108:Once I heard about the electronic voting machines, and how they weren't gonna be audited, and no one would be able to go in and verify what the votes were. And then the exit poll thing - wasn't that kind of weird? How the exit polls didn't match up to the voting... I feel like, you know, they dropped a couple lines of code in here and there, and swung a couple states in their direction. ~ Aaron McGruder,
109:...Our conversation with the supermarket manager had been about as helpful as a New Jersey road sign, and if you've ever been there, you know the signs don't tell you the exit you're coming up to, they only point out the exits you've just missed.
It puts parents in very foul moods--and since you're probably there to visit relatives, their mood was pretty touch and go to begin with. ~ Neal Shusterman,
110:It's a fine balance between design and the thing making itself happen. The stroke has to have complete precision to work. Sometimes I lose it on the exit. You can't fudge it. It ruins the whole thing.” The resulting figures are almost always contained within the rectangle. “It's less of a window if I keep it within the confines of the canvas, but there's almost always a drip that's an umbilical cord. ~ James Nares,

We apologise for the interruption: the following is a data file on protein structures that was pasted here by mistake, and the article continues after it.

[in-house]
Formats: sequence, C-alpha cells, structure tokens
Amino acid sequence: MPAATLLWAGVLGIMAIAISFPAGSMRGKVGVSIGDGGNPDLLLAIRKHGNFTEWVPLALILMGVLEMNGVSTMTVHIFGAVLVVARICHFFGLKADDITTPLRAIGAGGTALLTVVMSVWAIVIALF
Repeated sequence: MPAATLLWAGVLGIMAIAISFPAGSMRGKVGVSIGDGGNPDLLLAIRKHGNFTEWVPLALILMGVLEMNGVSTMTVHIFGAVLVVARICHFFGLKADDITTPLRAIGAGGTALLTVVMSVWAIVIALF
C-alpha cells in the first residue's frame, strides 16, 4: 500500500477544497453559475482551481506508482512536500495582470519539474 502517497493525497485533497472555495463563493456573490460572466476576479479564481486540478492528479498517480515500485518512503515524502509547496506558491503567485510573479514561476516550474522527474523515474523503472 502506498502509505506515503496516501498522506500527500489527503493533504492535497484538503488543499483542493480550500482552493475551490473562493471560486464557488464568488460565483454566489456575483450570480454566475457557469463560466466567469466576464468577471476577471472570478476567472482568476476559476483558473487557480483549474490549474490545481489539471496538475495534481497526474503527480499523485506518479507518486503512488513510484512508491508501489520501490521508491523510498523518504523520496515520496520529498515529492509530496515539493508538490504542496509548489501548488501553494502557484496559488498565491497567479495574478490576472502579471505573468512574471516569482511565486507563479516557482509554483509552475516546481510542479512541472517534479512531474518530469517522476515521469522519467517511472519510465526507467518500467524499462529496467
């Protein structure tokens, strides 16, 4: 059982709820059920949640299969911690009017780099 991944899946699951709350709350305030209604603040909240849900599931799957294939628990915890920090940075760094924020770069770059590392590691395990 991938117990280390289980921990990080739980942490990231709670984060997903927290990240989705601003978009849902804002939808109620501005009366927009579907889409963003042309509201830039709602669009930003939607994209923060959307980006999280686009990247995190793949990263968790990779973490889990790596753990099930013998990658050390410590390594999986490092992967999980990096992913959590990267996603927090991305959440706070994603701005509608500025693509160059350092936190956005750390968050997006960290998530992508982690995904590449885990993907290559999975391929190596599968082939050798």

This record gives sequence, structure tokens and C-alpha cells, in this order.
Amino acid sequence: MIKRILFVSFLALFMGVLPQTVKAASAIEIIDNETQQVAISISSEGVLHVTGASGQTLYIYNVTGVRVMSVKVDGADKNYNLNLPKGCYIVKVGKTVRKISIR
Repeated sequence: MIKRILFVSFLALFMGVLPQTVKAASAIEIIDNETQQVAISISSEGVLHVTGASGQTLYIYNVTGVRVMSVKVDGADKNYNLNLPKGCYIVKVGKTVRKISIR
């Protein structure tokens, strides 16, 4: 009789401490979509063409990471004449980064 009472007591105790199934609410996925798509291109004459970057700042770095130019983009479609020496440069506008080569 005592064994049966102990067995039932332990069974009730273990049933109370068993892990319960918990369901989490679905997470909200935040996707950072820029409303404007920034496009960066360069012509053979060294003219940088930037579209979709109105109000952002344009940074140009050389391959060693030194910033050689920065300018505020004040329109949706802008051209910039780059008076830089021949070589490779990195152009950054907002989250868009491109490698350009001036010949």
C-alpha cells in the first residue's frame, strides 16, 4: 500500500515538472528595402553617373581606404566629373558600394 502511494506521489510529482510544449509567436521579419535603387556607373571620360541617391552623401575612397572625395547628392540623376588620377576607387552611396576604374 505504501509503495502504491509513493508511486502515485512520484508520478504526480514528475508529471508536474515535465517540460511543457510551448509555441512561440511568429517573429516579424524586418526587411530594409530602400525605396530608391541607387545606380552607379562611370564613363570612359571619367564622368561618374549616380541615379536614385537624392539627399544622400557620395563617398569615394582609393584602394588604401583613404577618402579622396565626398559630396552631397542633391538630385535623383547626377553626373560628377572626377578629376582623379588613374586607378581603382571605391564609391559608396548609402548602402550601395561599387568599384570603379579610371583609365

111:How about I call? We'll do lunch." he blew a kiss toward Miss Lynn's increasingly purple face and jumped off onto the next row.
Miss lynn shoved past me, running to block the exit. "Guard the gym door!" she shouted,eyes blazing as she took up her position and waited.
And waited.
And waited.
But jack was long gone,having eluded both Miss lynn and any repercussions for his idiotic actions. ~ Kiersten White,
112:I believe that we have free will. I believe we get the chance to make choices in our lives. Not everything is set in stone from the moment we're born. We choose our destiny, our ultimate fate. But I also think that we don't realize the choices we've made until after we make them. We're racing down a freeway, only to realize we've missed all the exits, and the only direction we can go is dead ahead. ~ Neal Shusterman,
113:We’re out.” …
A round of groans passed from my new group of friends, and I smiled that they were actually disappointed we were retiring. I waved to the girls. “Don’t leave!” a few called out.
“My girl needs sex. I deliver,” Lane said unabashedly. He looked at the guys, quirking his eyebrow in question. “What would you do?”